MIAMI -- Pedro Martinez isn't a video watcher like many of his pitching peers. He does his scouting on the mound, reading hitters' reactions to his pitches. While other pitchers study videos on clubhouse laptops, Martinez is more likely to check the weather report, hoping for heat, humidity and a better feel for the ball, a by-product of heat and humidity.
It comes as no surprise then that Martinez prefers to pitch in South Florida, the big league home of heat and humidity. Dolphin Stadium, though hardly made for baseball, is made for him because of climate. Indeed, he has produced a 5-2 record and 1.89 ERA in 10 career starts in the home of the Marlins, as opposed to a 1-4 record and 3.90 ERA in nine career starts against them in Montreal, Boston and New York. Other factors enter into the disparity of those numbers -- chill in those cities and how much Martinez enjoys pitching before friends and family who often flock to see his starts in Miami. But the numbers are the numbers.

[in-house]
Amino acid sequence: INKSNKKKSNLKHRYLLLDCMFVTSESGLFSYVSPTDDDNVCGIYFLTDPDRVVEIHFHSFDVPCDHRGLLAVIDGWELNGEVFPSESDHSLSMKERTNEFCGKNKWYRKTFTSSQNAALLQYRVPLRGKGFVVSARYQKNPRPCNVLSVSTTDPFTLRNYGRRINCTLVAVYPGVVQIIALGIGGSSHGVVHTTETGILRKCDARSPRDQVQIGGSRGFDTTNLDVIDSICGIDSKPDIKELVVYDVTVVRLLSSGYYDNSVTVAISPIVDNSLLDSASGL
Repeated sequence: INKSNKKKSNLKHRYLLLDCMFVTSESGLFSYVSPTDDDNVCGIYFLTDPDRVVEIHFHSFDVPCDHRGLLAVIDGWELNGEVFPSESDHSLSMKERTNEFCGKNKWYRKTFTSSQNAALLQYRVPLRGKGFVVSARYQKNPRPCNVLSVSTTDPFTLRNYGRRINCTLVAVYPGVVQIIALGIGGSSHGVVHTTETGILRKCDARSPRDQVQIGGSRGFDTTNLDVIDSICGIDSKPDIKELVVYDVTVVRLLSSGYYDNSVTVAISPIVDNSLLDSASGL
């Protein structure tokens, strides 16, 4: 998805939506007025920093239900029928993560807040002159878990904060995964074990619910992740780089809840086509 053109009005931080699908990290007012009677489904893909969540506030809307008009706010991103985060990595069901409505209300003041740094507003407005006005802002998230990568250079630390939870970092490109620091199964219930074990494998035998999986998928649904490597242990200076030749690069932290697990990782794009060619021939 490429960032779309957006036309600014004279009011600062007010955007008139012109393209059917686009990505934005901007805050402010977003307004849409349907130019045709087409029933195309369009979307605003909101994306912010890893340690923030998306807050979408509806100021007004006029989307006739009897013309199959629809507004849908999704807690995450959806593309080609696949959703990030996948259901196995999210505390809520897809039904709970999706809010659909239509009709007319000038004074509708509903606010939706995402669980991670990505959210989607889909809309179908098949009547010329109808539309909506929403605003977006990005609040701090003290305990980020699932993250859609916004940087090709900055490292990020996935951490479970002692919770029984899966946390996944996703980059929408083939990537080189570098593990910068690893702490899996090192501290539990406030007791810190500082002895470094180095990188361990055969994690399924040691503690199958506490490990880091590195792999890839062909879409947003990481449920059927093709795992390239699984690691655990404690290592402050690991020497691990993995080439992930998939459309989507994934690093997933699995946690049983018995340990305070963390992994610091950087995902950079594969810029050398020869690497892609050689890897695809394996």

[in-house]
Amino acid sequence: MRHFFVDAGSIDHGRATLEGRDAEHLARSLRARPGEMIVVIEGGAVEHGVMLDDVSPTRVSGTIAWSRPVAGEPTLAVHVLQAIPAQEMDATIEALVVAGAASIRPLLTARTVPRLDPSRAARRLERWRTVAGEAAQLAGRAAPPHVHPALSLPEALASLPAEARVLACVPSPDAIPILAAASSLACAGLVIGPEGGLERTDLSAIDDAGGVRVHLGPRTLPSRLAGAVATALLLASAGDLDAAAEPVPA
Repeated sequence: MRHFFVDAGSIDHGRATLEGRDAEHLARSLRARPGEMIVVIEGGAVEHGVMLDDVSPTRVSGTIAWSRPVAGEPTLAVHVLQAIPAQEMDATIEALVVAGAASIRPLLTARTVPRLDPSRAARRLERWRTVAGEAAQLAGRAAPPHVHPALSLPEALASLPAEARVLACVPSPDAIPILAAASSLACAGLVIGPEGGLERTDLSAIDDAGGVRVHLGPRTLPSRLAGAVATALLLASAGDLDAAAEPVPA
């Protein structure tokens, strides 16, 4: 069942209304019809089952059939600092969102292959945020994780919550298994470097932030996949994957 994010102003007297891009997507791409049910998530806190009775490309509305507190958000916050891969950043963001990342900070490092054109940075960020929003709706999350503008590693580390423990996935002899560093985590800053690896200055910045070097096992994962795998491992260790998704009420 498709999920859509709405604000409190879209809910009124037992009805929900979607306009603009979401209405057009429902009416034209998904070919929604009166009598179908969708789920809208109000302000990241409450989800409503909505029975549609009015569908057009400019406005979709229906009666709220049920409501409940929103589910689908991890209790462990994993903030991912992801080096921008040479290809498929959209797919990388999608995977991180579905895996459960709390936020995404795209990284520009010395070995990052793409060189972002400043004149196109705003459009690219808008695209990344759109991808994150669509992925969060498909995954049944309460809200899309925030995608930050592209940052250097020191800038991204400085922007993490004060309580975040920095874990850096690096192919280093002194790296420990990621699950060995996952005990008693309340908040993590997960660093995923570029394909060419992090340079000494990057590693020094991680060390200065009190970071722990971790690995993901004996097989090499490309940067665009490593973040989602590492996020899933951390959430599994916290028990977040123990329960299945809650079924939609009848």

What Martinez doesn't want in a forecast is wind. He made that point several times during Spring Training. Wind makes the baseball feel slick and undermines his touch pitches. And the forecast for the Mets' second game, Tuesday night, is wind.